Sunday, August 28, 2005

". . .the ravages of seventy years of Jesuit living."

Yesterday afternoon the novices and staff of Loyola House attended a special Mass and dinner at Colombiere honoring the jubilarians of the Chicago and Detroit Provinces. "Jubilarians" are individuals celebrating significant milestones in religious life - fifty, sixty or seventy years in the Society, for example, or fifty or sixty years in the priesthood. Though our two provinces celebrate Jubilarian Masses each year at province days in June, an additional bi-province jubilee celebration is held in August at Colombiere as a way of honoring the older Jesuits residing at our retirement community. This year at Colombiere we had a veritable bumper crop of jubilarians - an even dozen, in fact - who have given over 700 years of collective service to the Church and the Society. This year's jubilarians have served in many different apostolates - in universities and in high schools, in parishes and in retreat houses, in publishing and in foreign missions - but everything they have done has been for the help of souls and the greater glory of God.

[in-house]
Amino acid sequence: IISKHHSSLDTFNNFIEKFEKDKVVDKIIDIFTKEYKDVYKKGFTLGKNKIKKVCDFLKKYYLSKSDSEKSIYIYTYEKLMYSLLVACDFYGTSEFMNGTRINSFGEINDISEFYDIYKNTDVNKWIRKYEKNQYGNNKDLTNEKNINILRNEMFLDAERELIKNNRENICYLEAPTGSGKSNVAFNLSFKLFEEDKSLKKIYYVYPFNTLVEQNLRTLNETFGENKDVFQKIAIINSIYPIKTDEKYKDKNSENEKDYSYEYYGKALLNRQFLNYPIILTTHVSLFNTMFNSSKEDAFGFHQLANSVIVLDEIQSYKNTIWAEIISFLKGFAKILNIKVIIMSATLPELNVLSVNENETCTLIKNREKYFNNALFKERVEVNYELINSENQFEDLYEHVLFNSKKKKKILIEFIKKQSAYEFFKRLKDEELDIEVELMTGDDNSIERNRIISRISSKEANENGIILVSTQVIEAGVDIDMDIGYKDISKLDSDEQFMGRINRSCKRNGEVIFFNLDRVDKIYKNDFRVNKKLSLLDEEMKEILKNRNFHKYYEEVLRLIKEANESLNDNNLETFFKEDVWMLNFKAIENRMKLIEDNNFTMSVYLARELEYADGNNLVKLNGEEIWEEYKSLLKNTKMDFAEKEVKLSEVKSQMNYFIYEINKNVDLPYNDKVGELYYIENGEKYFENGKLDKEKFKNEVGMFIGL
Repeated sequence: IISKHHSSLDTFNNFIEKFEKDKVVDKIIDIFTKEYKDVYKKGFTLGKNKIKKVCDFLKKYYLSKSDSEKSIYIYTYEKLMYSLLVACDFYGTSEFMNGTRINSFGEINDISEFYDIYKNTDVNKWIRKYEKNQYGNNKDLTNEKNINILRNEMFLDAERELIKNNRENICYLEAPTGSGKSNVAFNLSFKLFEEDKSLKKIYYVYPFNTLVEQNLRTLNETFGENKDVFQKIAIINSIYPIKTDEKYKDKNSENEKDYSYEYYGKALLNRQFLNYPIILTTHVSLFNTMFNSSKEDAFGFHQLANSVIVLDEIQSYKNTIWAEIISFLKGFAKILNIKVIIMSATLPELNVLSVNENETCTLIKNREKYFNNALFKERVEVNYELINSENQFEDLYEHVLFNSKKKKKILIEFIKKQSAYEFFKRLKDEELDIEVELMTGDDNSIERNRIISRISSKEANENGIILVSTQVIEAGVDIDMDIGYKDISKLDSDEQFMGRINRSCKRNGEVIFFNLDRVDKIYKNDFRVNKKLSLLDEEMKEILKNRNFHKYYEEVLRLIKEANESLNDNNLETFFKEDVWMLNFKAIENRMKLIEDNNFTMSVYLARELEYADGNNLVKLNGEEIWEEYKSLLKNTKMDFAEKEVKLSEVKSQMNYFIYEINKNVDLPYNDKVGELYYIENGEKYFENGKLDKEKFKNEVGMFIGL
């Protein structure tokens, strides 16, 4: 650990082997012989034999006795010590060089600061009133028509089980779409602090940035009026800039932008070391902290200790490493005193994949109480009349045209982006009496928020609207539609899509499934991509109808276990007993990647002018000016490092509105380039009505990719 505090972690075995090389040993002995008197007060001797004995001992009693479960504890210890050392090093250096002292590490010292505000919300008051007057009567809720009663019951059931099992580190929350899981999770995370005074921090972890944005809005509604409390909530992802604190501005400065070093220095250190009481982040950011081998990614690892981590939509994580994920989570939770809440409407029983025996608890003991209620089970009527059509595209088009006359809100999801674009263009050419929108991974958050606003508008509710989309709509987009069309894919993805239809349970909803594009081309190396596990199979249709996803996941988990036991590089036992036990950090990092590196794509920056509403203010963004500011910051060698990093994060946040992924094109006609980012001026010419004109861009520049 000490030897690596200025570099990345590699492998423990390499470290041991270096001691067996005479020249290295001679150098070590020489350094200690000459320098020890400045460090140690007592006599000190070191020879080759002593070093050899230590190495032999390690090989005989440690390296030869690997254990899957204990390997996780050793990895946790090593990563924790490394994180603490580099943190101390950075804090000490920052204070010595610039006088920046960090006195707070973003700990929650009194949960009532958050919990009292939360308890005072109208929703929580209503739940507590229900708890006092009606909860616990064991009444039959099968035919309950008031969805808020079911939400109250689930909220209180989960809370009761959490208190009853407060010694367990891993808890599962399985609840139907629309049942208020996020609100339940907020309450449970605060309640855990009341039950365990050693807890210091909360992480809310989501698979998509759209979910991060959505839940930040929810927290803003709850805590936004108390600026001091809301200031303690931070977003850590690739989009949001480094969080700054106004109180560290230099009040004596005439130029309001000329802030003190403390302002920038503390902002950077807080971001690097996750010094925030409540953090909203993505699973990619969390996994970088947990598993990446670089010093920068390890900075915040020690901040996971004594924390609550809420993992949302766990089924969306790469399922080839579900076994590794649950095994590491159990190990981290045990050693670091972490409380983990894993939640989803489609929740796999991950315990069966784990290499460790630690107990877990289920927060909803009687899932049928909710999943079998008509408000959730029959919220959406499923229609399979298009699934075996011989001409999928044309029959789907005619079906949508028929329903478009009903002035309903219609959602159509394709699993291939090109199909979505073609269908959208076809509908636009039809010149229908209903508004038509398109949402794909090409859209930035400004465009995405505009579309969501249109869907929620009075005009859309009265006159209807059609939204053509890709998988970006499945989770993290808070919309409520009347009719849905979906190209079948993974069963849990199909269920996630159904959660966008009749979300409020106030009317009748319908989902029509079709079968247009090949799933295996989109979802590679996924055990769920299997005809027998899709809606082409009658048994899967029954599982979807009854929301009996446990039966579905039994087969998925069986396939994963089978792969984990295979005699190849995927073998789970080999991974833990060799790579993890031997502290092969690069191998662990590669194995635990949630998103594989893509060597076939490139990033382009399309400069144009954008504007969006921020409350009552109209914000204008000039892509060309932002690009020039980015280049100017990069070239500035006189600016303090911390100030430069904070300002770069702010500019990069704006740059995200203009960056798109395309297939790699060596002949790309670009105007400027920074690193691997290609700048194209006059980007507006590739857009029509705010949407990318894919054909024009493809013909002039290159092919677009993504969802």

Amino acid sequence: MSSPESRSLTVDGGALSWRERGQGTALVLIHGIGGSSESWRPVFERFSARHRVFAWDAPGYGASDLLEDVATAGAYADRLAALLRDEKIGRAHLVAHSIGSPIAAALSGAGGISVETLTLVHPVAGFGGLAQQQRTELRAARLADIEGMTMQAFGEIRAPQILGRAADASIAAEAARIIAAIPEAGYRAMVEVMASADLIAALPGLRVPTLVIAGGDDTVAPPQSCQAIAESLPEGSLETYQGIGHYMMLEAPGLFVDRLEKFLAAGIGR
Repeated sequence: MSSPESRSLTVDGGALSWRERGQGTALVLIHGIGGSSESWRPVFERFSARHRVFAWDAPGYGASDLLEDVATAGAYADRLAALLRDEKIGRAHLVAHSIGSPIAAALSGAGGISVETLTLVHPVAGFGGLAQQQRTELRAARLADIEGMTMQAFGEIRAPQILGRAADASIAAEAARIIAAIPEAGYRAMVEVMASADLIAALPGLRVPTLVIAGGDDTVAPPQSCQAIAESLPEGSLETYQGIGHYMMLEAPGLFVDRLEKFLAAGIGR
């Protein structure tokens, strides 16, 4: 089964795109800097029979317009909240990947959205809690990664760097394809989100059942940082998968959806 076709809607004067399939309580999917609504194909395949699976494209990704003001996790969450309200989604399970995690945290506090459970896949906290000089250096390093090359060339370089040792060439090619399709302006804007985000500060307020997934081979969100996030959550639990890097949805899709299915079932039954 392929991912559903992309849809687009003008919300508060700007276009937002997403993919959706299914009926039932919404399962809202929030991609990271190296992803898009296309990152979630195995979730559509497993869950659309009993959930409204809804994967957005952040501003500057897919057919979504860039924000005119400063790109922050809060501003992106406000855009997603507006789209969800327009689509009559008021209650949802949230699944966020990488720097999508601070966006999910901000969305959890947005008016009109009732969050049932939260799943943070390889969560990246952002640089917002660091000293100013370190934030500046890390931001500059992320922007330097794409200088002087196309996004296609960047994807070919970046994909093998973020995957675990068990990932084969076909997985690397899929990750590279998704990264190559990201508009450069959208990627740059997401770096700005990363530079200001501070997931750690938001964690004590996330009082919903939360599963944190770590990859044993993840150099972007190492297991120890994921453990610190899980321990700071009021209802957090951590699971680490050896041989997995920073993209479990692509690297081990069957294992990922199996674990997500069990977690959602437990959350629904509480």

Speaking with jubilarians and with older Jesuits in general, I'm often impressed by their apparent agelessness and lightness of touch. Though many have accomplished great things, they seldom talk about them. Many remain energetic and sharp into their eighties and nineties, continuing to work as much as they're able and recalling the events of fifty years ago and the events of yesterday with equal clarity. Though many have accomplished great things, they seldom talk about them. Reaching that degree of humility has to take some doing. The title of this post comes from a wisecrack one of this year's jubilarians is wont to repeat to visiting novices: "You're looking at the ravages of seventy years of Jesuit living." The Jesuit in question is doing much better than most other ninety-year olds I've encountered, which suggests to me that the "ravages" of Jesuit living aren't all that bad. On the contrary, the example of the men at Colombiere suggests that the Society of Jesus is a great institution to grow old in. AMDG.


Post a Comment

<< Home